A film about the final day of Oscar Grant III’s life won over audiences and judges alike at this year’s Sundance Film Festival.
“Fruitvale” depicts the true story of Grant, who was 22 years old when he was shot and killed by a police officer at Oakland’s Fruitvale BART station early New Year’s Day in 2009. First-time filmmaker Ryan Coogler wrote and directed the dramatic narrative.
“This project was about humanity, about human beings and how we treat each other; how we treat the people that we love the most, and how we treat the people that we don’t know,” the 26-year-old said Saturday as he accepted the final prize of the night, the U.S. Grand Jury Prize: Dramatic. “This goes back to my home, to the Bay Area, where Oscar Grant lived, breathed, slept, loved, fought, had fun and survived for 22 years.”
Fox Searchlight founder and Sundance juror Tom Rothman said “Fruitvale” was recognized for “its skillful realization, its devastating emotional impact and its moral and social urgency — and for anyone out there who thinks for one second that movies don’t matter and can’t make a difference in the world.”
The film also won the Audience Award for best drama. Earlier in the festival, the Weinstein Co. acquired the rights to distribute “Fruitvale.”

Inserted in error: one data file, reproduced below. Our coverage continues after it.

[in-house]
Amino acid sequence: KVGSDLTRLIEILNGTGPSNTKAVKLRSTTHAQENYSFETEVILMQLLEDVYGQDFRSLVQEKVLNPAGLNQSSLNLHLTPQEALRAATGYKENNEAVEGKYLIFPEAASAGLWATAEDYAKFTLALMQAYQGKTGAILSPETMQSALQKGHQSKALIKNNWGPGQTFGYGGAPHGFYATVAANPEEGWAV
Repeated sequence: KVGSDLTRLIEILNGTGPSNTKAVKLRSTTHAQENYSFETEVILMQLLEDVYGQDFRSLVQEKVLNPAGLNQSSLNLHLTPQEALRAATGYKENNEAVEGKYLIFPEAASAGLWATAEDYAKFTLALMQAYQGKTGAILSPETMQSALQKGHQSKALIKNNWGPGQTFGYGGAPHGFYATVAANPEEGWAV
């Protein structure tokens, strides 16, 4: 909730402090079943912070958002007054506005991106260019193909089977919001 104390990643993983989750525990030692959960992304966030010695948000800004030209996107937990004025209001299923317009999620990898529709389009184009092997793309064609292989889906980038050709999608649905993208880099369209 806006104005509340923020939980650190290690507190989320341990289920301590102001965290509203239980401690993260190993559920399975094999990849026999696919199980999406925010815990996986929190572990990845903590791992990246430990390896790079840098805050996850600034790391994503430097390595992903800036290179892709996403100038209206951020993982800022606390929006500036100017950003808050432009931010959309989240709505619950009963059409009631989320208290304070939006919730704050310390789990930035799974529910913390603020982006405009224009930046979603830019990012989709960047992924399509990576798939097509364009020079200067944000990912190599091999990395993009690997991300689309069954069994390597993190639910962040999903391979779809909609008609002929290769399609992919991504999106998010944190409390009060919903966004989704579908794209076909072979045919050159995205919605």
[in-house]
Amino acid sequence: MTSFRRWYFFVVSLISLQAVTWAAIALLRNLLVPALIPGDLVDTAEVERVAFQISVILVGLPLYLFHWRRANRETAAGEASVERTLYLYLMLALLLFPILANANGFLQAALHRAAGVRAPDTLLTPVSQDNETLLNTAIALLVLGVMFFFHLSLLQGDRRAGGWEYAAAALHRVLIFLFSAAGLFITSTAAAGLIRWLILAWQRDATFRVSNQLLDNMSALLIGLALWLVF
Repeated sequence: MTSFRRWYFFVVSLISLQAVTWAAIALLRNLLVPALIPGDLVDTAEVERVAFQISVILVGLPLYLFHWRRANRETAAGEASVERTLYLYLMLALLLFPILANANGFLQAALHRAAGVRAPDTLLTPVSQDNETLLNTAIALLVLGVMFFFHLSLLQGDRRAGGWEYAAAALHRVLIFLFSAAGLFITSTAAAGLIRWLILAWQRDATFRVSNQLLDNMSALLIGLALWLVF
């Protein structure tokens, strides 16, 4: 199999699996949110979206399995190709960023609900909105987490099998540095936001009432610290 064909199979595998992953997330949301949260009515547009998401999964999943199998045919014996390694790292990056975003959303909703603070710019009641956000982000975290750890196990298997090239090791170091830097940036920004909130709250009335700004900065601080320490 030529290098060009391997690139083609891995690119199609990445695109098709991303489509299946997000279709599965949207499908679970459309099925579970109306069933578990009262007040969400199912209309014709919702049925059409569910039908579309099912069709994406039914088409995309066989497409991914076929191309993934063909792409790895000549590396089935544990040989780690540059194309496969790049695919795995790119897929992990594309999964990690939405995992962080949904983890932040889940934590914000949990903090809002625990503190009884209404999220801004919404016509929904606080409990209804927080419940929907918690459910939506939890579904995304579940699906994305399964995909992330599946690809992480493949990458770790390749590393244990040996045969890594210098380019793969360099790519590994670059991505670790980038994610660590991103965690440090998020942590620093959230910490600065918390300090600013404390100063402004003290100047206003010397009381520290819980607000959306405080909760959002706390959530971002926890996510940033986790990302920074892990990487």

Coogler said he felt personally connected to the story because he’s from Oakland and was born the same year as Grant.
The film follows Grant in the hours leading up to his death. Grant was played by actor Michael B. Jordan, who is known for roles in “The Wire” and “Friday Night Lights.”
Grant, a Hayward father, was fatally shot by former BART Police Officer Johannes Mehserle as he lay facedown on the station platform. Grant was unarmed.
The incident was witnessed by many people, and cellphone footage of it was widely circulated. Grant’s death caused widespread outrage as well as protests and riots in Oakland. It also led to reforms within the BART police force.
Mehserle was convicted of involuntary manslaughter in 2010. He was sentenced to two years in prison and released in 2011 due to credit for time served.
Mehserle testified that he intended to use a stun gun but accidentally drew his revolver instead.